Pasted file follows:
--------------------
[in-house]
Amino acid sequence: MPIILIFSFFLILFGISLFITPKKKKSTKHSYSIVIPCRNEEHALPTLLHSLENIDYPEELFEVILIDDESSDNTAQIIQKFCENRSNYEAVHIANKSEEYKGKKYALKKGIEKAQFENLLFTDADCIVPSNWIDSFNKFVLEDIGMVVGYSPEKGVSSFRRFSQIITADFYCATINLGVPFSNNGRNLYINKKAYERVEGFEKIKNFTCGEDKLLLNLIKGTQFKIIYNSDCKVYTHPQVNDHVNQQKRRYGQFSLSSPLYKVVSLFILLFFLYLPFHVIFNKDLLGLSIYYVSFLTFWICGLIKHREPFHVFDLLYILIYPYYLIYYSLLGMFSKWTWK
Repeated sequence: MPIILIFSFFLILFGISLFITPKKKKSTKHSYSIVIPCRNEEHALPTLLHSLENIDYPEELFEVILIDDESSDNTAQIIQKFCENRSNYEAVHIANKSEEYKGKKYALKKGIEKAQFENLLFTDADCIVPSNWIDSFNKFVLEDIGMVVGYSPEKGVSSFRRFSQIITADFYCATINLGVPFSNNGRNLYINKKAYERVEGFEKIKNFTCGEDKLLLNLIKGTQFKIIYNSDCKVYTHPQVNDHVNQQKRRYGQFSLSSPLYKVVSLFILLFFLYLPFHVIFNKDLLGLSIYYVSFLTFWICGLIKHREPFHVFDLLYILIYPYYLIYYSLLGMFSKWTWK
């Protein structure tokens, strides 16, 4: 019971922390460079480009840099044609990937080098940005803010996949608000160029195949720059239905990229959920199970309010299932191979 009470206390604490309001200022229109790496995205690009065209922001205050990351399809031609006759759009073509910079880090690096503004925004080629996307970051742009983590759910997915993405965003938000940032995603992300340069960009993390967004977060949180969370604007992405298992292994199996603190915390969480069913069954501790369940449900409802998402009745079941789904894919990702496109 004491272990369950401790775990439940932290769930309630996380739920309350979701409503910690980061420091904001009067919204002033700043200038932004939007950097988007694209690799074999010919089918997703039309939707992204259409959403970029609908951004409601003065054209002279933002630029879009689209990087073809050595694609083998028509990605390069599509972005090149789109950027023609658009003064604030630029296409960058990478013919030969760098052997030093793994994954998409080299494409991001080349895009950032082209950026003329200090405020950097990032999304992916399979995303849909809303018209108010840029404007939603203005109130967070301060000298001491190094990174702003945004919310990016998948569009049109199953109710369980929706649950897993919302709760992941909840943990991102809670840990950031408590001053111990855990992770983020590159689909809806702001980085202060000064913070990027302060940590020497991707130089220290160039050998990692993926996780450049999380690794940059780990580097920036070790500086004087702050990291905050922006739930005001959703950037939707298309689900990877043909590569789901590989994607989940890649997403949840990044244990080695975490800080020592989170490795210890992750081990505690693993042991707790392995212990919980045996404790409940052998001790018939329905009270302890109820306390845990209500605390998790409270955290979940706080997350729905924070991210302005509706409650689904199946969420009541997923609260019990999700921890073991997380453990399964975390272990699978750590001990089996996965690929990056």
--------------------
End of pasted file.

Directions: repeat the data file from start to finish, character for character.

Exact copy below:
[in-house]
Amino acid sequence: MPIILIFSFFLILFGISLFITPKKKKSTKHSYSIVIPCRNEEHALPTLLHSLENIDYPEELFEVILIDDESSDNTAQIIQKFCENRSNYEAVHIANKSEEYKGKKYALKKGIEKAQFENLLFTDADCIVPSNWIDSFNKFVLEDIGMVVGYSPEKGVSSFRRFSQIITADFYCATINLGVPFSNNGRNLYINKKAYERVEGFEKIKNFTCGEDKLLLNLIKGTQFKIIYNSDCKVYTHPQVNDHVNQQKRRYGQFSLSSPLYKVVSLFILLFFLYLPFHVIFNKDLLGLSIYYVSFLTFWICGLIKHREPFHVFDLLYILIYPYYLIYYSLLGMFSKWTWK
Repeated sequence: MPIILIFSFFLILFGISLFITPKKKKSTKHSYSIVIPCRNEEHALPTLLHSLENIDYPEELFEVILIDDESSDNTAQIIQKFCENRSNYEAVHIANKSEEYKGKKYALKKGIEKAQFENLLFTDADCIVPSNWIDSFNKFVLEDIGMVVGYSPEKGVSSFRRFSQIITADFYCATINLGVPFSNNGRNLYINKKAYERVEGFEKIKNFTCGEDKLLLNLIKGTQFKIIYNSDCKVYTHPQVNDHVNQQKRRYGQFSLSSPLYKVVSLFILLFFLYLPFHVIFNKDLLGLSIYYVSFLTFWICGLIKHREPFHVFDLLYILIYPYYLIYYSLLGMFSKWTWK
């Protein structure tokens, strides 16, 4: 019971922390460079480009840099044609990937080098940005803010996949608000160029195949720059239905990229959920199970309010299932191979 009470206390604490309001200022229109790496995205690009065209922001205050990351399809031609006759759009073509910079880090690096503004925004080629996307970051742009983590759910997915993405965003938000940032995603992300340069960009993390967004977060949180969370604007992405298992292994199996603190915390969480069913069954501790369940449900409802998402009745079941789904894919990702496109 004491272990369950401790775990439940932290769930309630996380739920309350979701409503910690980061420091904001009067919204002033700043200038932004939007950097988007694209690799074999010919089918997703039309939707992204259409959403970029609908951004409601003065054209002279933002630029879009689209990087073809050595694609083998028509990605390069599509972005090149789109950027023609658009003064604030630029296409960058990478013919030969760098052997030093793994994954998409080299494409991001080349895009950032082209950026003329200090405020950097990032999304992916399979995303849909809303018209108010840029404007939603203005109130967070301060000298001491190094990174702003945004919310990016998948569009049109199953109710369980929706649950897993919302709760992941909840943990991102809670840990950031408590001053111990855990992770983020590159689909809806702001980085202060000064913070990027302060940590020497991707130089220290160039050998990692993926996780450049999380690794940059780990580097920036070790500086004087702050990291905050922006739930005001959703950037939707298309689900990877043909590569789901590989994607989940890649997403949840990044244990080695975490800080020592989170490795210890992750081990505690693993042991707790392995212990919980045996404790409940052998001790018939329905009270302890109820306390845990209500605390998790409270955290979940706080997350729905924070991210302005509706409650689904199946969420009541997923609260019990999700921890073991997380453990399964975390272990699978750590001990089996996965690929990056």